Iraqi Playwright's Long-Awaited Return to Homeland Quickly Becomes Struggle for Survival

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Issam Jameel, an Iraqi playwright, returned to his homeland in 2005, looking forward to seeing his country free from the regime of Saddam Hussein. Instead, he found that assassinations and explosions were everywhere, while the basic needs of civil life like electricity…sewage draining…and fresh water, are scarcely found. He finds ordinary tasks like finding a job and selling a house to be a nightmarish proposition. Even his return from Iraq was nearly impossible because he could barely find a safe way to get out.

The War in Iraq is a nightly event on our evening news programs, but only Issam Jameel has told the story from an expatriate Iraqi's viewpoint in "Iraq Through a Bullet Hole: A Civilian Returns Home" (ISBN 9781932690705, Modern History Press, 2008). It is not a story written by American soldiers or a journalist, but by an Iraqi native who describes things from inside Iraqi society itself.

Issam Jameel fled Iraq in 1994. Then in 2005 , because his nephew was accidentally shot by American soldiers, he decided to return home to visit his family. After a long and treacherous journey, he was able to get across the border. But once inside his native land, he feared he would never be able to leave. Airplane flights were nearly impossible to reserve, and going back over the Jordanian border he had crossed to enter was too dangerous. Only after about three months was he able to make his way over the northern border into Syria. During the time he spent in Iraq, Jameel deplored what he saw.

While American media showed Iraqis rejoicing in the streets over the capture of Saddam Hussein, Jameel points out that the people did not rejoice long. Years of U.N. economic sanctions against Iraq did not make the American invasion welcome. Once the U.S. handed Hussein over to the Shia to hang him, it looked to many Iraqis like the U.S. had made a bargain with Iran, and people feared Iraq would be handed over to Iranian rule. The Iraqi view of American politics is confused in a long history most Americans themselves do not understand.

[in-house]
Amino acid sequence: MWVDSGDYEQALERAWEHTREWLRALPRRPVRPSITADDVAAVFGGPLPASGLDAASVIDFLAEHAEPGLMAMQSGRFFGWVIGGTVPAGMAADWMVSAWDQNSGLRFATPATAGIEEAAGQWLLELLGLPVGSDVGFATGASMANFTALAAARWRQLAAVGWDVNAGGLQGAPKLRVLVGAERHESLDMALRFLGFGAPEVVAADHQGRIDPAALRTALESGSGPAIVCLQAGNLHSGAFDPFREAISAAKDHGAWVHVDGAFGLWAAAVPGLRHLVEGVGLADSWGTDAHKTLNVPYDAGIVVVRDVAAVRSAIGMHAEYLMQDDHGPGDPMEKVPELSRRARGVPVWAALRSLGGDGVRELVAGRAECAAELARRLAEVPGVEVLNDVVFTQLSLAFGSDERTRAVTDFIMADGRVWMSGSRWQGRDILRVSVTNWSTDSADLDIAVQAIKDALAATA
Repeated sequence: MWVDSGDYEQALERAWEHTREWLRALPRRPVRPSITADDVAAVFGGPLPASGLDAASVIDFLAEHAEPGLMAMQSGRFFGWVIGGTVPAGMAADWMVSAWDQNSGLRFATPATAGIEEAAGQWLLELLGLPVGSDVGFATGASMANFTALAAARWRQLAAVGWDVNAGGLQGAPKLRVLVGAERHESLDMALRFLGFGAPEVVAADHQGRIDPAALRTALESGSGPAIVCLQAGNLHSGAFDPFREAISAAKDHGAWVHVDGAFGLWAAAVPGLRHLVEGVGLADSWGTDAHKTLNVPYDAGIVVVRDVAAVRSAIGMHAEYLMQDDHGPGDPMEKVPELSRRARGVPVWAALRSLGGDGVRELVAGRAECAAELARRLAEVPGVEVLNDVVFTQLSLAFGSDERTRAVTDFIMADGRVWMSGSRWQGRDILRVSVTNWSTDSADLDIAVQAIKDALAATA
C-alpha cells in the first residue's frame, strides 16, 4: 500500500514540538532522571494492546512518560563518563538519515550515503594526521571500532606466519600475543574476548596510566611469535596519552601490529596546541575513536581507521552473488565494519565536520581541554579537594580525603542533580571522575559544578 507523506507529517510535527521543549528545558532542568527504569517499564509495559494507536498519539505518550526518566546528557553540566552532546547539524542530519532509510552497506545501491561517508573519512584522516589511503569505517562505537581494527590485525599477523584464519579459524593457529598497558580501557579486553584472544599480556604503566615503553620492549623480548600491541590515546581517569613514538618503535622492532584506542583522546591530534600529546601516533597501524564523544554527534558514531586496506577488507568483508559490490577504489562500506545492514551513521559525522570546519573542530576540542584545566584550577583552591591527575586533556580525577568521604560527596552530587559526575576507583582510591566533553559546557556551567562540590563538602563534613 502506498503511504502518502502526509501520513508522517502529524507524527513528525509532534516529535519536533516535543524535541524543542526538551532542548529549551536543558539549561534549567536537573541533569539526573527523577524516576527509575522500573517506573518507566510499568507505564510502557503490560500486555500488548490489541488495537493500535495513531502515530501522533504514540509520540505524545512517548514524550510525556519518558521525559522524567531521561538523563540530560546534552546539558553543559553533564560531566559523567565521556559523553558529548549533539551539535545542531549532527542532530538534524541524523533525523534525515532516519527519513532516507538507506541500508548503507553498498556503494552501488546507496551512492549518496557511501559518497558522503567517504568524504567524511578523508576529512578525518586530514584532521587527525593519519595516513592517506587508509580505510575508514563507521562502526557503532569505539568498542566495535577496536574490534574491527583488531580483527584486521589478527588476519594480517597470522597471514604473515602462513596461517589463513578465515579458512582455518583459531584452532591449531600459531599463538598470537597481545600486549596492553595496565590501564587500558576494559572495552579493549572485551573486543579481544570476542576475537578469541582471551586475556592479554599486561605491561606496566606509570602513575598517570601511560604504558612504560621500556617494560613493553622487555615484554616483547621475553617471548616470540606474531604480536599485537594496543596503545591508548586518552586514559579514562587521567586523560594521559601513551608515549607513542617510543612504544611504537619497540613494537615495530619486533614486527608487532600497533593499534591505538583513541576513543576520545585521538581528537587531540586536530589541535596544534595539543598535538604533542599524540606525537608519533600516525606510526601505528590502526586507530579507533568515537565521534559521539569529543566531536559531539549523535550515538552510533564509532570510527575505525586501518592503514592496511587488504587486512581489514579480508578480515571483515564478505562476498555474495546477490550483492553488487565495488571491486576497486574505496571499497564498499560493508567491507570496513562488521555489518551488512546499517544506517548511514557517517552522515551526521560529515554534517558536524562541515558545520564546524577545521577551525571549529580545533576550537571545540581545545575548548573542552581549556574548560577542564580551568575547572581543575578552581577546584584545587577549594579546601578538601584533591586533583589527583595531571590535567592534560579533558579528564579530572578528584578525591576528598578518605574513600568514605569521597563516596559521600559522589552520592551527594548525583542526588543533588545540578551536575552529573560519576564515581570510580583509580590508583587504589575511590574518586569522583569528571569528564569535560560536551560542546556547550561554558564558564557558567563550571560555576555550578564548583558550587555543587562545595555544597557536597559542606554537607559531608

While the Western media only describes the conflict in Iraq as a battle between American democracy and terrorism--Al-Quaida or Iran or some other enemy--the truth is far more complicated for the Iraqi people. American troops came to Iraq largely ignorant of Iraqi society; consequently, the soldiers have been hostile and had hostility returned. Jameel explains that this misunderstanding has agitated conflict and provoked a religious zeal that has turned many Iraqis to more radical forms of Islam to find meaning in their daily threatened lives.

"Iraq Through a Bullet Hole" is a rare opportunity for the Western World to see Iraq, its history, culture, and politics through an Iraqi's eyes. Jameel provides the common Iraqi's perspective of those who live with the aftermath of the American invasion, daily caught in a battle between democracy and terrorism they did not ask for that has made their land a war zone. Anyone who wants to understand the war in Iraq will find much to ponder in "Iraq Through a Bullet hole."

About the Author
Issam Jameel was born in Baghdad in 1954. After finishing high school, he enrolled in the Academy of Fine Arts at Baghdad University and did postgraduate work in theatrical studies. Issam studied acting but was more interested in writing, so he began to write criticism and reviews about local plays that were being performed in Baghdad theaters. This job inspired him to become a playwright; many of his plays have been performed by the National Theater of Baghdad. After departing Iraq in 1994, he worked in a radio station belonging to one of the Iraqi opposition groups against Saddam Hussein. In 2002, he immigrated to Australia where he currently lives.

"Iraq Through a Bullet Hole: A Civilian Returns Home" (ISBN 9781932690705, Modern History Press, 2008) can be purchased through local and online bookstores. For more information, visit http://www.iraqthroughabullethole.com. Publicity contact: http://www.ReaderViews.com. Review copies available upon request.

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